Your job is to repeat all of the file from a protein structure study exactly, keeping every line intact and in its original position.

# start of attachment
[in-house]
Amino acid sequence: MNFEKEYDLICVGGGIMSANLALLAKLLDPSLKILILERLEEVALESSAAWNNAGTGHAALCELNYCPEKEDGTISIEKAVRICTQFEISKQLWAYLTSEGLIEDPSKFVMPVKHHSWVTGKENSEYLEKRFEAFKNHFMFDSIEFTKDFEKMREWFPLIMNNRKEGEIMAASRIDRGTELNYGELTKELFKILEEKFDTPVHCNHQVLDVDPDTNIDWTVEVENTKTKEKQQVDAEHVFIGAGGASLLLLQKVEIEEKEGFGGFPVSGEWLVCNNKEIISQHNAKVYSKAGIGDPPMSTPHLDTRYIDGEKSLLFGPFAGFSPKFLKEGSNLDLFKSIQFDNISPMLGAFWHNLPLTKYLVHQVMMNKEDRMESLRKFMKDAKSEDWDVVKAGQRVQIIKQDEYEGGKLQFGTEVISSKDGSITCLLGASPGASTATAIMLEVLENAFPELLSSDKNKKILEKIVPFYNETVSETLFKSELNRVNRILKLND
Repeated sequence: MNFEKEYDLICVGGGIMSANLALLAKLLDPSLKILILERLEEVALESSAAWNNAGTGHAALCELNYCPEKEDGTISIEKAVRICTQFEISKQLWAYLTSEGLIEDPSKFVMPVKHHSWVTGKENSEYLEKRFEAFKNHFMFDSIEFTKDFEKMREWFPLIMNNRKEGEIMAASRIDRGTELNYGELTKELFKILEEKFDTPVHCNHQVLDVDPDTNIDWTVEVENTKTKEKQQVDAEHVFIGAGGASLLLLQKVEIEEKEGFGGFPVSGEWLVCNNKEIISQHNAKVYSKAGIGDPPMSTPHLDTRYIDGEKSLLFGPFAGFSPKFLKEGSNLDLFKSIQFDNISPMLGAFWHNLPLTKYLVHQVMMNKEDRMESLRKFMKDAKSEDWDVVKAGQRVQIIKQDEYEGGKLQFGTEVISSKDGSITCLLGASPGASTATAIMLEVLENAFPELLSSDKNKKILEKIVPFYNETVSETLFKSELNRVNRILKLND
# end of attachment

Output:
[in-house]
Amino acid sequence: MNFEKEYDLICVGGGIMSANLALLAKLLDPSLKILILERLEEVALESSAAWNNAGTGHAALCELNYCPEKEDGTISIEKAVRICTQFEISKQLWAYLTSEGLIEDPSKFVMPVKHHSWVTGKENSEYLEKRFEAFKNHFMFDSIEFTKDFEKMREWFPLIMNNRKEGEIMAASRIDRGTELNYGELTKELFKILEEKFDTPVHCNHQVLDVDPDTNIDWTVEVENTKTKEKQQVDAEHVFIGAGGASLLLLQKVEIEEKEGFGGFPVSGEWLVCNNKEIISQHNAKVYSKAGIGDPPMSTPHLDTRYIDGEKSLLFGPFAGFSPKFLKEGSNLDLFKSIQFDNISPMLGAFWHNLPLTKYLVHQVMMNKEDRMESLRKFMKDAKSEDWDVVKAGQRVQIIKQDEYEGGKLQFGTEVISSKDGSITCLLGASPGASTATAIMLEVLENAFPELLSSDKNKKILEKIVPFYNETVSETLFKSELNRVNRILKLND
Repeated sequence: MNFEKEYDLICVGGGIMSANLALLAKLLDPSLKILILERLEEVALESSAAWNNAGTGHAALCELNYCPEKEDGTISIEKAVRICTQFEISKQLWAYLTSEGLIEDPSKFVMPVKHHSWVTGKENSEYLEKRFEAFKNHFMFDSIEFTKDFEKMREWFPLIMNNRKEGEIMAASRIDRGTELNYGELTKELFKILEEKFDTPVHCNHQVLDVDPDTNIDWTVEVENTKTKEKQQVDAEHVFIGAGGASLLLLQKVEIEEKEGFGGFPVSGEWLVCNNKEIISQHNAKVYSKAGIGDPPMSTPHLDTRYIDGEKSLLFGPFAGFSPKFLKEGSNLDLFKSIQFDNISPMLGAFWHNLPLTKYLVHQVMMNKEDRMESLRKFMKDAKSEDWDVVKAGQRVQIIKQDEYEGGKLQFGTEVISSKDGSITCLLGASPGASTATAIMLEVLENAFPELLSSDKNKKILEKIVPFYNETVSETLFKSELNRVNRILKLND